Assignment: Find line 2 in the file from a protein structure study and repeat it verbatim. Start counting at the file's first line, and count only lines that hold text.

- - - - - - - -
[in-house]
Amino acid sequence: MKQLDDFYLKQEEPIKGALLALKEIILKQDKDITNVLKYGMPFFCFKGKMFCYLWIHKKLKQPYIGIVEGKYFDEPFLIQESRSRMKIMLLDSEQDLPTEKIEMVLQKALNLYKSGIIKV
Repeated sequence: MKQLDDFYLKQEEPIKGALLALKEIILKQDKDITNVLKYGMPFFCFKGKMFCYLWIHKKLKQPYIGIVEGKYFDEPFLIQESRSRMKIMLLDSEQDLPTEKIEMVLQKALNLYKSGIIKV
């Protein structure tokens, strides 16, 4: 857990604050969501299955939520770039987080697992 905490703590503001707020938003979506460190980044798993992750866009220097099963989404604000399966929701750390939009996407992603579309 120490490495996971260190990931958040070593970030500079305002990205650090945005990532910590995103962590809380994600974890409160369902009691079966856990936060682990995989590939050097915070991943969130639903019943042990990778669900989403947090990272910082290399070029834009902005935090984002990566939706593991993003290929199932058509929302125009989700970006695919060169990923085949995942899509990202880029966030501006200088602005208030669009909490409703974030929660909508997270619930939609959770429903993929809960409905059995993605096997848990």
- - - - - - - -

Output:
Amino acid sequence: MKQLDDFYLKQEEPIKGALLALKEIILKQDKDITNVLKYGMPFFCFKGKMFCYLWIHKKLKQPYIGIVEGKYFDEPFLIQESRSRMKIMLLDSEQDLPTEKIEMVLQKALNLYKSGIIKV